Mark Rayner

Mark Rayner


Mark has worked as a psychological therapist in both primary and secondary sectors of the NHS for 17 years. He worked as a lecturer, supervisor and course leader at Regent’s University London for 14 years and has taught post-graduate programmes at other major universities. He has conceived of and developed EASE Wellbeing which is a community interest company that provides the delivery of psychological therapy interventions in primary care at an early stage of their presentation to GPs.

He has published evidence of effectiveness as well as a protocol for the delivery of this intervention and has written a book chapter demonstrating case study material. He has also spoken at conferences around the world about early intervention, deconstructing the medicalization of misery, challenging stigma and delivery of cost effective and robust interventions. Mark has worked with a wide range of difficulties both in short-term and long-term interventions and has extensive experience of training and supervising both training and qualified therapists. He is deeply interested in the extension of services to populations who have experienced paucity of access to services as well as shortages in service provision. Mark is committed to research and eliciting data that demonstrate how and what is useful for clients who experience difficulty and distress. He has a special interest in the development of existential-phenomenological psychotherapy and counselling psychology and creating robust evidence of efficacy and effectiveness in this and other modalities.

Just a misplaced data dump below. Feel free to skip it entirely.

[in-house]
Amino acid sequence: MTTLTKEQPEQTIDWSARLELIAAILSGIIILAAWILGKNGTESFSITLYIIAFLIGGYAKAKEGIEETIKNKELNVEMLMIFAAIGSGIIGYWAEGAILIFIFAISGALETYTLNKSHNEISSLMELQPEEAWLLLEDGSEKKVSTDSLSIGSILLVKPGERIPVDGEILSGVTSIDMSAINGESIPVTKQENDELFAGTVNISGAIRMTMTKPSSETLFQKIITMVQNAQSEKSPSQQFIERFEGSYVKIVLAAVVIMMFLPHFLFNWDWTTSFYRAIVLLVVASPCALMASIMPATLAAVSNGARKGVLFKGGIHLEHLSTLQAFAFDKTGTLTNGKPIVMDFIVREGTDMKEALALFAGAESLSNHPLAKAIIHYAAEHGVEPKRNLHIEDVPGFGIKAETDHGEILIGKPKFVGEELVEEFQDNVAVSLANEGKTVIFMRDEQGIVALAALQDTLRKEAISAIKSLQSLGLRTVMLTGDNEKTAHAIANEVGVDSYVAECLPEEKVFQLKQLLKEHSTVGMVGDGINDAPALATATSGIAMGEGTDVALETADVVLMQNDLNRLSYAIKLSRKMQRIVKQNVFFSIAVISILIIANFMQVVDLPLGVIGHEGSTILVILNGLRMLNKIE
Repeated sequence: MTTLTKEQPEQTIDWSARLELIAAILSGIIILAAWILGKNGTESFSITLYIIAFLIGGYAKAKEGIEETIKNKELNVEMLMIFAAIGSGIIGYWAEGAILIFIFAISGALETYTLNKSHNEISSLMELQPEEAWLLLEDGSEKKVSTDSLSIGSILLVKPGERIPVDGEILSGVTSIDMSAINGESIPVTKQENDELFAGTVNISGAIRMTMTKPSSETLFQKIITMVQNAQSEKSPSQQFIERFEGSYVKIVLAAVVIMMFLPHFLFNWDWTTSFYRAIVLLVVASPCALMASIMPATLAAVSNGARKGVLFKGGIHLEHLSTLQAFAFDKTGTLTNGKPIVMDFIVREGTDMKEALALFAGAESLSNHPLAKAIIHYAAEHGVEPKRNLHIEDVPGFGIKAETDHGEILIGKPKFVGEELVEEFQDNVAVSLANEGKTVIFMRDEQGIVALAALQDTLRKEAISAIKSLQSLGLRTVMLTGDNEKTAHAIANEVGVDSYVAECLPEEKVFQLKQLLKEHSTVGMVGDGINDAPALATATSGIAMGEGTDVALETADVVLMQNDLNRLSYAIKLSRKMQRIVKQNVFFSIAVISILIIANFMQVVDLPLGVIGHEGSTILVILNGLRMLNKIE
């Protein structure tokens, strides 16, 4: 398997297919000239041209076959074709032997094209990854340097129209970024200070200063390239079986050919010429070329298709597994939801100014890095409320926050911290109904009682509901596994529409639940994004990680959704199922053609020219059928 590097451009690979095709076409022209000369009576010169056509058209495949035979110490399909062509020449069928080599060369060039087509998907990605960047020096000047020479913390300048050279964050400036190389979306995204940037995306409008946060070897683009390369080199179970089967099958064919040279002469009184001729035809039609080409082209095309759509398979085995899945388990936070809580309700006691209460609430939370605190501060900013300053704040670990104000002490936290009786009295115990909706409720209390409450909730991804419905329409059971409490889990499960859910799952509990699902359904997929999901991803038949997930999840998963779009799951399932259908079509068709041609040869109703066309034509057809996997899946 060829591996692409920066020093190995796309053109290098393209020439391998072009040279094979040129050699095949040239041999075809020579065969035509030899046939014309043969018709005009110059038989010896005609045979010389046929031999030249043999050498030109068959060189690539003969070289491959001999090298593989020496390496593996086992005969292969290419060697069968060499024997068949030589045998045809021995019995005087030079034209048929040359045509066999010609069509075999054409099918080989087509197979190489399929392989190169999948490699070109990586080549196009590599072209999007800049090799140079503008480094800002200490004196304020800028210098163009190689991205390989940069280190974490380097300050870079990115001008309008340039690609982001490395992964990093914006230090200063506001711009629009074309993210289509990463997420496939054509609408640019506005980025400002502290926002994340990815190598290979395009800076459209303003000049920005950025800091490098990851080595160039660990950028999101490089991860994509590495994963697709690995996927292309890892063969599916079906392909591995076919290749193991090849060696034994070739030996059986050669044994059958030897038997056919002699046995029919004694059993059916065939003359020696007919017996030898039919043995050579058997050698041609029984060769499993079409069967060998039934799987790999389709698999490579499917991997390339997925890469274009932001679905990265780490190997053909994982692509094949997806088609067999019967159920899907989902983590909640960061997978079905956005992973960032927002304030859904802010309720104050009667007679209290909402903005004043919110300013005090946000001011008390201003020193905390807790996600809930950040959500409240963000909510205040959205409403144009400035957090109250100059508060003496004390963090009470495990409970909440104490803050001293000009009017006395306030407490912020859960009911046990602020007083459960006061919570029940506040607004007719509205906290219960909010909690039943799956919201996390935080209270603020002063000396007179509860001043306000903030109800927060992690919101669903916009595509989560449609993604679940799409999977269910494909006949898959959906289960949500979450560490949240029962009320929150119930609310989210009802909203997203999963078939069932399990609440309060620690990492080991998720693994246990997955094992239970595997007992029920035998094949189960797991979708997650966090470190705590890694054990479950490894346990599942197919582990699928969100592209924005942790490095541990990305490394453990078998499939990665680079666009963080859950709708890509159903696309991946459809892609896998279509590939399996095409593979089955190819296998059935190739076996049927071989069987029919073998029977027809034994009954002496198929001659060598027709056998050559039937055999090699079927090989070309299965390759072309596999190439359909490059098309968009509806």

Mark formerly worked in business providing financial solutions for the health care industry in the United States and so has been involved in this field for over 25 years. He has developed a model for supervising executive coaches and works closely with senior organisations in that field to promote effective interpersonal working relationships through supportive supervision practice. Mark is also involved with Place2Be, a national charity for therapeutic work with children, has advised the board of KIT (Keeping In Touch), which is a charity that provides social interventions for care home residents who are elderly, disabled and/or possibly isolated and depressed.

Publications by Mark Rayner:

Read about the process & benefits of our psychotherapy services for GPs within the NHS